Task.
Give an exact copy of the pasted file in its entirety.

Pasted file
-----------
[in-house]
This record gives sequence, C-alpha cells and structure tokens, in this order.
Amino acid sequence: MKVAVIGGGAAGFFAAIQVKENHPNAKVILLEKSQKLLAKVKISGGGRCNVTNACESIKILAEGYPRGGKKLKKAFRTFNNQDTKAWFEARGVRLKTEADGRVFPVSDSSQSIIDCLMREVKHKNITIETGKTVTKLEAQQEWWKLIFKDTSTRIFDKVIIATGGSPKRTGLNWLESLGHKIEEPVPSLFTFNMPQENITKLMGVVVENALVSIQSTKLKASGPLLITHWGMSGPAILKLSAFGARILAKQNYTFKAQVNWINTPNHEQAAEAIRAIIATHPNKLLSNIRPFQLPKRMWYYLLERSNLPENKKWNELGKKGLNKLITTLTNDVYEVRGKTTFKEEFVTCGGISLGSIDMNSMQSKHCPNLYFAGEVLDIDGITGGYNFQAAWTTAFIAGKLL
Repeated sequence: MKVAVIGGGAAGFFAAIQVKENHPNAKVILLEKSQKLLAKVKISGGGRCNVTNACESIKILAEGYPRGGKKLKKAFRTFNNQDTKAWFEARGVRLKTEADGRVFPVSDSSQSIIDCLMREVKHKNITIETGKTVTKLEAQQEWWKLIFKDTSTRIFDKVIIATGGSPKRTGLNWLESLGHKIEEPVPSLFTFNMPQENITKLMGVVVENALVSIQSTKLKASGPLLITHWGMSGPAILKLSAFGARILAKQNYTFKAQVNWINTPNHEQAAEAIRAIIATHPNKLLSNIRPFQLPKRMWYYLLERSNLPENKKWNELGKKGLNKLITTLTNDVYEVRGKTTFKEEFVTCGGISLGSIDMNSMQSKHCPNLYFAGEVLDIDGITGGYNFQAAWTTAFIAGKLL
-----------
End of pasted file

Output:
[in-house]
This record gives sequence, C-alpha cells and structure tokens, in this order.
Amino acid sequence: MKVAVIGGGAAGFFAAIQVKENHPNAKVILLEKSQKLLAKVKISGGGRCNVTNACESIKILAEGYPRGGKKLKKAFRTFNNQDTKAWFEARGVRLKTEADGRVFPVSDSSQSIIDCLMREVKHKNITIETGKTVTKLEAQQEWWKLIFKDTSTRIFDKVIIATGGSPKRTGLNWLESLGHKIEEPVPSLFTFNMPQENITKLMGVVVENALVSIQSTKLKASGPLLITHWGMSGPAILKLSAFGARILAKQNYTFKAQVNWINTPNHEQAAEAIRAIIATHPNKLLSNIRPFQLPKRMWYYLLERSNLPENKKWNELGKKGLNKLITTLTNDVYEVRGKTTFKEEFVTCGGISLGSIDMNSMQSKHCPNLYFAGEVLDIDGITGGYNFQAAWTTAFIAGKLL
Repeated sequence: MKVAVIGGGAAGFFAAIQVKENHPNAKVILLEKSQKLLAKVKISGGGRCNVTNACESIKILAEGYPRGGKKLKKAFRTFNNQDTKAWFEARGVRLKTEADGRVFPVSDSSQSIIDCLMREVKHKNITIETGKTVTKLEAQQEWWKLIFKDTSTRIFDKVIIATGGSPKRTGLNWLESLGHKIEEPVPSLFTFNMPQENITKLMGVVVENALVSIQSTKLKASGPLLITHWGMSGPAILKLSAFGARILAKQNYTFKAQVNWINTPNHEQAAEAIRAIIATHPNKLLSNIRPFQLPKRMWYYLLERSNLPENKKWNELGKKGLNKLITTLTNDVYEVRGKTTFKEEFVTCGGISLGSIDMNSMQSKHCPNLYFAGEVLDIDGITGGYNFQAAWTTAFIAGKLL